Wednesday, September 3, 2014
I Am Drinking 4 - 5 Liters of Water a Day
Hi, I am 30 years old and for past 2 years I have been drinking almost 4 to 5 liters of water a day. I don`t exercise at all. By profession I am a software engineer and weighs about 165 lbs.
Due to so much water consumption I am unable to get any rest in the night time. I consume more than a liter water in the night. Whenever I feel I am thirsty, I just can`t control it, I have to have water at that time.
I have done all blood tests and the results are normal. Nothing that is outstanding.
Could you please help me figure what could be happening? We have been trying to get pregnant for almost past 2 years as well. But no luck so far. Now I am on medicines like Clomid (but still no luck).
Could my drinking too much water be related to infertility? Your help is much appreciated.
This question has been forwarded by Diet and Nutrition:
Regarding your excessive fluid intake, I would also make sure that you do not have diabetes insipidus which is characterized by excessive urine output, and thirst. It is caused by deficiency of a brain hormone. You have already stated that you have had a complete endocrinologic work-up, so that should have been evaluated. If you have had a completely negative work-up, you would need to have an infertility evaluation.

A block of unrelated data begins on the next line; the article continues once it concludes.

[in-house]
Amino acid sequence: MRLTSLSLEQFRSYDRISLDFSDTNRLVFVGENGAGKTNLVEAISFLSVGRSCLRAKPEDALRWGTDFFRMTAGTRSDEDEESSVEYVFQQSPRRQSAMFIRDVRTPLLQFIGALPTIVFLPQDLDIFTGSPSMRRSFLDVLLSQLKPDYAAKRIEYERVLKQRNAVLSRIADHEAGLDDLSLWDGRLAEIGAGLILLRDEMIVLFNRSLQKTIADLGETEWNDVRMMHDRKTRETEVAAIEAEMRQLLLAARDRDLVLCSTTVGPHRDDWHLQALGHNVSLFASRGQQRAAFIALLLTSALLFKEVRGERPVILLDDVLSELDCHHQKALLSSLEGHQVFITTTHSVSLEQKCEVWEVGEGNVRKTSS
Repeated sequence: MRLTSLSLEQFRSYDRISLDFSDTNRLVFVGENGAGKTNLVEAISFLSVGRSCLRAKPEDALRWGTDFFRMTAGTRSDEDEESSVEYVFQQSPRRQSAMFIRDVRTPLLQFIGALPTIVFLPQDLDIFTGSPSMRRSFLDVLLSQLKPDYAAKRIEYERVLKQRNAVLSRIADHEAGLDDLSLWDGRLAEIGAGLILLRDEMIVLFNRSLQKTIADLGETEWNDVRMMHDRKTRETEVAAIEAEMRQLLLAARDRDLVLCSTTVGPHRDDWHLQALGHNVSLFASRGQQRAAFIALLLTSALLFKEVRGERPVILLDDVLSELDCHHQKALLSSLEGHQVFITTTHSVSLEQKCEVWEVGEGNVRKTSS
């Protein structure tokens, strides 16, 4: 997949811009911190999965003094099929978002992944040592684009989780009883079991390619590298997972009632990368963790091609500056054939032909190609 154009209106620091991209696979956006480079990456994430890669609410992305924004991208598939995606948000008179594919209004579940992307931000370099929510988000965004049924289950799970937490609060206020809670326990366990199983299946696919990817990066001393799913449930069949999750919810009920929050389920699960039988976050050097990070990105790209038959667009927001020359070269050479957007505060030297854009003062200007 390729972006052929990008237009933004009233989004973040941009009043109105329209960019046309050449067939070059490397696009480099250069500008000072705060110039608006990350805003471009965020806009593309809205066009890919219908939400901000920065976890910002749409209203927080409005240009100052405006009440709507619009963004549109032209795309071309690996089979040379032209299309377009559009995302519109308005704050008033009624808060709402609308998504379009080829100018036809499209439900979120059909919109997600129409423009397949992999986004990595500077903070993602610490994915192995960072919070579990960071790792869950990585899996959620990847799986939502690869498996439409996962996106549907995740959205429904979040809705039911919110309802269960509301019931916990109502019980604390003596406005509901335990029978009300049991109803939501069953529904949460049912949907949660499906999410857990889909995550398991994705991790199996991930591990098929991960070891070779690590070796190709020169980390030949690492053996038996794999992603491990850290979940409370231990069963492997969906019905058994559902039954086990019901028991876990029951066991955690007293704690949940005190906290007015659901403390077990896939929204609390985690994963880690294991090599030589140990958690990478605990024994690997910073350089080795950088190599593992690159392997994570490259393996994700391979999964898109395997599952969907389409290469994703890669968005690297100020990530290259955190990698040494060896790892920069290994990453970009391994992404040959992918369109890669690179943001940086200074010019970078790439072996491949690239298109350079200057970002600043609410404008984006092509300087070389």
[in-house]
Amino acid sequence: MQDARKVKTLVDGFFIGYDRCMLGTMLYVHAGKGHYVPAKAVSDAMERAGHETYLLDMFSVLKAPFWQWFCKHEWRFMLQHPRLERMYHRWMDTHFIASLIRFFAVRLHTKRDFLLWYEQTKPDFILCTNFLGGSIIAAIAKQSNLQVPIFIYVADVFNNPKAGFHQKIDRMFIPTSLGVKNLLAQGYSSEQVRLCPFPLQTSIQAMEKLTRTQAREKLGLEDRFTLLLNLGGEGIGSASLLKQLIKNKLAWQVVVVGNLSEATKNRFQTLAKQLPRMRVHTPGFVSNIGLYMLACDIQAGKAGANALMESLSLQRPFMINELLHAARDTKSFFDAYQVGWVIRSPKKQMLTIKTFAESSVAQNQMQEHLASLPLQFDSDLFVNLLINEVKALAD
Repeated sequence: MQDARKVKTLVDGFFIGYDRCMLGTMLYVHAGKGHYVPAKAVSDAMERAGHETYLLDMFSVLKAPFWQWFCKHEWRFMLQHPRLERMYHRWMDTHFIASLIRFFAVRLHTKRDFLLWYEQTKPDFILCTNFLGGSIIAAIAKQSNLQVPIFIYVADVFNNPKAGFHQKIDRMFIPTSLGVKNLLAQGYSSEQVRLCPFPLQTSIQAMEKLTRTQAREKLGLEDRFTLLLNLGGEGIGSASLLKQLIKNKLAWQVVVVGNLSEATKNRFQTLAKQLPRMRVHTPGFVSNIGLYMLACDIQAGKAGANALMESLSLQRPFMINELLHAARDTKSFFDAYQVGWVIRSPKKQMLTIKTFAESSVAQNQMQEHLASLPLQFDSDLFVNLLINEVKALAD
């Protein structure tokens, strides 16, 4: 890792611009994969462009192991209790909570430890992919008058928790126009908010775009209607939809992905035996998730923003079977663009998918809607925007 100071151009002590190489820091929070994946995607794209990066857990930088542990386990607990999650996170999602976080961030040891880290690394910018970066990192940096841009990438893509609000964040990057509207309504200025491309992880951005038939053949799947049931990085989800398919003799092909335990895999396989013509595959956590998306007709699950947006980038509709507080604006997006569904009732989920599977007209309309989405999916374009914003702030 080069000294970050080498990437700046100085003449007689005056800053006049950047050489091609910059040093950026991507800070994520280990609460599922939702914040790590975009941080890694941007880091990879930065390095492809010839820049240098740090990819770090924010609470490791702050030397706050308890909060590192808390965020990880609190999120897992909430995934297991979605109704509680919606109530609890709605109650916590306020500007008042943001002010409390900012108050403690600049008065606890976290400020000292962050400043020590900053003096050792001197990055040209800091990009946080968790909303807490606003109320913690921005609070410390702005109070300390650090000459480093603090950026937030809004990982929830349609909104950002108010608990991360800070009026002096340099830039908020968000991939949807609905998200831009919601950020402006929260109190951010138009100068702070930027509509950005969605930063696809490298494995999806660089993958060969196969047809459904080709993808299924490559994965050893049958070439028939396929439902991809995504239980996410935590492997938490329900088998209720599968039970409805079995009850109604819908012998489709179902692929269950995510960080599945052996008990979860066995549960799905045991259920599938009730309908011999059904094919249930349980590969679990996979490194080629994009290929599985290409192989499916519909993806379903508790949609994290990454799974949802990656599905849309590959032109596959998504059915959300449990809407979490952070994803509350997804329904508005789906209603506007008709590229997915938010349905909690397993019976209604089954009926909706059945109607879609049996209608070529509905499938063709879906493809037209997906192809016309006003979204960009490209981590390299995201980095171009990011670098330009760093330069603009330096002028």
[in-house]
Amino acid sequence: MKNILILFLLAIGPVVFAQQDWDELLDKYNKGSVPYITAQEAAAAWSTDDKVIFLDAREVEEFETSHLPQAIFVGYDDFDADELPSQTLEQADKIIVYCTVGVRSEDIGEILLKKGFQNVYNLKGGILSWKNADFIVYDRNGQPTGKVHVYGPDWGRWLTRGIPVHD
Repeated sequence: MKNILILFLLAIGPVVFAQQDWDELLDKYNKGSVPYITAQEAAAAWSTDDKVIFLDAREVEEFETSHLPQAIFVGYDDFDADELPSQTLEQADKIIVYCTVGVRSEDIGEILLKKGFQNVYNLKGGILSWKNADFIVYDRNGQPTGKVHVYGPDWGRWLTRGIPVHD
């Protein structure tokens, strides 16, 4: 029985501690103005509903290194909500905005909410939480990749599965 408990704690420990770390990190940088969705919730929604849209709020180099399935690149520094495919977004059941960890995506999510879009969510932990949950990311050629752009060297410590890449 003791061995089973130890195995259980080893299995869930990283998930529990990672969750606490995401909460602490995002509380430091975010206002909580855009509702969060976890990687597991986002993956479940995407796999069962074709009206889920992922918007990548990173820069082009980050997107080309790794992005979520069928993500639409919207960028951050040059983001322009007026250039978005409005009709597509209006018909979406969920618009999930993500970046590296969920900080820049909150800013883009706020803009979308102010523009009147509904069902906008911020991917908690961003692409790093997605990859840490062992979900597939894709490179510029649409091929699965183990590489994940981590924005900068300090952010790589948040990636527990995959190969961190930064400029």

If you have been attempting pregnancy for greater than 1 year without success, an infertility evaluation would be indicated. This would consist of a semen analysis in your husband, a blood test to see if you are ovulating, as well as a dye test to make sure that your fallopian tubes are open. Treatment usually consists of fertility pills or shots combined with intrauterine insemination (injection of your husband's sperm into your uterus at the time of insemination) or in vitro fertilization (stimulation of your ovaries to make extra eggs, removal of those eggs from you ovary followed by mixing with your husband's sperm, allowing fertilization of the eggs and growth into embryos; approximately 2 embryos would then be injected into your uterus).
For more information about the above tests/treatment, please contact your doctor.
Daniel B Williams, MD
College of Medicine
University of Cincinnati